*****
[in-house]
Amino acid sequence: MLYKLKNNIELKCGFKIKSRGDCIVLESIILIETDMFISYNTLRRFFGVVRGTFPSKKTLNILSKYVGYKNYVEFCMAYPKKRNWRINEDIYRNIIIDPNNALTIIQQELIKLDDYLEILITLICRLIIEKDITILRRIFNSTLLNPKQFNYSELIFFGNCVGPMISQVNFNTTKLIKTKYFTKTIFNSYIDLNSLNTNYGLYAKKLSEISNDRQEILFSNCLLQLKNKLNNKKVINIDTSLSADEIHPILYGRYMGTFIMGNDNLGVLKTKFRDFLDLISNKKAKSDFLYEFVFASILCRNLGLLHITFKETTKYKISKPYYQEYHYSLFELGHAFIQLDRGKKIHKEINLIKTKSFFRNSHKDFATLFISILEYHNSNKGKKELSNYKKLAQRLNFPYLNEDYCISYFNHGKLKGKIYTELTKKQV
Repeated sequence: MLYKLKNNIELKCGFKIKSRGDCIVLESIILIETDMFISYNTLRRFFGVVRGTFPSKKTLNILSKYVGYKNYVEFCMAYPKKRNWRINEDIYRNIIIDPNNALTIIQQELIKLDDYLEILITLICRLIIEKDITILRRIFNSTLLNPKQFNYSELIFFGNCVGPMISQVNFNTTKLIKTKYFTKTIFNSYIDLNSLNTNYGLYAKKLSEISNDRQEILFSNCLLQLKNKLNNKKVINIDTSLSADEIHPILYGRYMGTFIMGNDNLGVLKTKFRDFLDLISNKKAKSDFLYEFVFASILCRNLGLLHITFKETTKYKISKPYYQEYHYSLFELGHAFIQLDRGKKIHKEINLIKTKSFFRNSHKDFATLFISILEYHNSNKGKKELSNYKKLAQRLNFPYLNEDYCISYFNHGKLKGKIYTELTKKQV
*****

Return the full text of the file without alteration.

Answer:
[in-house]
Amino acid sequence: MLYKLKNNIELKCGFKIKSRGDCIVLESIILIETDMFISYNTLRRFFGVVRGTFPSKKTLNILSKYVGYKNYVEFCMAYPKKRNWRINEDIYRNIIIDPNNALTIIQQELIKLDDYLEILITLICRLIIEKDITILRRIFNSTLLNPKQFNYSELIFFGNCVGPMISQVNFNTTKLIKTKYFTKTIFNSYIDLNSLNTNYGLYAKKLSEISNDRQEILFSNCLLQLKNKLNNKKVINIDTSLSADEIHPILYGRYMGTFIMGNDNLGVLKTKFRDFLDLISNKKAKSDFLYEFVFASILCRNLGLLHITFKETTKYKISKPYYQEYHYSLFELGHAFIQLDRGKKIHKEINLIKTKSFFRNSHKDFATLFISILEYHNSNKGKKELSNYKKLAQRLNFPYLNEDYCISYFNHGKLKGKIYTELTKKQV
Repeated sequence: MLYKLKNNIELKCGFKIKSRGDCIVLESIILIETDMFISYNTLRRFFGVVRGTFPSKKTLNILSKYVGYKNYVEFCMAYPKKRNWRINEDIYRNIIIDPNNALTIIQQELIKLDDYLEILITLICRLIIEKDITILRRIFNSTLLNPKQFNYSELIFFGNCVGPMISQVNFNTTKLIKTKYFTKTIFNSYIDLNSLNTNYGLYAKKLSEISNDRQEILFSNCLLQLKNKLNNKKVINIDTSLSADEIHPILYGRYMGTFIMGNDNLGVLKTKFRDFLDLISNKKAKSDFLYEFVFASILCRNLGLLHITFKETTKYKISKPYYQEYHYSLFELGHAFIQLDRGKKIHKEINLIKTKSFFRNSHKDFATLFISILEYHNSNKGKKELSNYKKLAQRLNFPYLNEDYCISYFNHGKLKGKIYTELTKKQV